Leader of opposition in Parliament Lazarus Chakwera has accused the government of ignoring the private sector as the country seeks to increase productivity and improve revenue collection.
Commenting on the state of the economy in his response to President Peter Mutharika’s statement during the opening of the 46th session of Parliament on Friday, Chakwera on Monday said there was evidence that the government was bent on stifling the private sector by failing to pay them arrears owed to them.
He said by end of June 2015 only K10 billion ($17,857,143) of the estimated K157 billion ($280,357,143) owed to the private sector had been repaid.
Said Chakwera: “At any rate, the private sector is already losing out as they have to discount them with the commercial banks despite the fact that the value of the credit has already been lost through time.”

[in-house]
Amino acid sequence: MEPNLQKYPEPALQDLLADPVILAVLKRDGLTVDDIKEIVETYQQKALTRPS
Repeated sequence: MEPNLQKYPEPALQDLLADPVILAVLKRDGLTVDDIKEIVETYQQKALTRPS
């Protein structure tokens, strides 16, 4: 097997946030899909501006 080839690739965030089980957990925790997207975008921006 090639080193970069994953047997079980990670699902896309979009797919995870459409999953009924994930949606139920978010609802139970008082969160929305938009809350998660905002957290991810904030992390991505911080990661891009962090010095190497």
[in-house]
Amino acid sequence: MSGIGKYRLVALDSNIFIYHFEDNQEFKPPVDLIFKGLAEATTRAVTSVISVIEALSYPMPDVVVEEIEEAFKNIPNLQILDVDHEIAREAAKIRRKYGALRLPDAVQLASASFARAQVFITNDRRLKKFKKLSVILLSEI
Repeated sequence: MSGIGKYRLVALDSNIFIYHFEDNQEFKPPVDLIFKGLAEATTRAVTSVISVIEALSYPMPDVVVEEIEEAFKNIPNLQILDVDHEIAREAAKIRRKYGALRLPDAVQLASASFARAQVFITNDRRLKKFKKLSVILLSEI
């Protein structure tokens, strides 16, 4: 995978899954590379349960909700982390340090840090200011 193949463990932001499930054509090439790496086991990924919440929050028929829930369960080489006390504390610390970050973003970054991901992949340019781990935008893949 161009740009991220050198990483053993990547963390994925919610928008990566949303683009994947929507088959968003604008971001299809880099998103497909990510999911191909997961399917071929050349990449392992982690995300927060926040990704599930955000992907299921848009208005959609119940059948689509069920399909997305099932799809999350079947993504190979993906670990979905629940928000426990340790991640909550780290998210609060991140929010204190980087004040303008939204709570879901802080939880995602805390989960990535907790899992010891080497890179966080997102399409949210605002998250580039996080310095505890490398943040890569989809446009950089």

He wondered how the government would make up for lost revenue which donors have withheld if the private sector could not be given room to breathe.
Chakwera said consumption activities such as Decent and Affordable Housing Subsidy Programme, widely known as Malata and Cement Subsidy, would not generate revenue for the future of no budgetary support.
He said: “Who in their right mind increases consumption when productivity is shrinking? Besides, when are we going to open our eyes to see that knee-jerk subsidy programmes are the most vulnerable to abuse?”
However, Chakwera said much as Malawians deserved better housing, Malawi Congress Party (MCP) believed the subsidy was not the best way, but to increase the capacity of Malawians through private sector jobs and businesses that generate enough income for them to build their own houses.
In his budget statement in June this year, Minister of Finance, Economic Planning and Development Goodall Gondwe argued that the 2015/16 National Budget was not a consumption budget as 25 percent of the budget was for development such as investments on roads, but admitted that the government would do better next year to increase investments in tourism, trade, mining and energy. n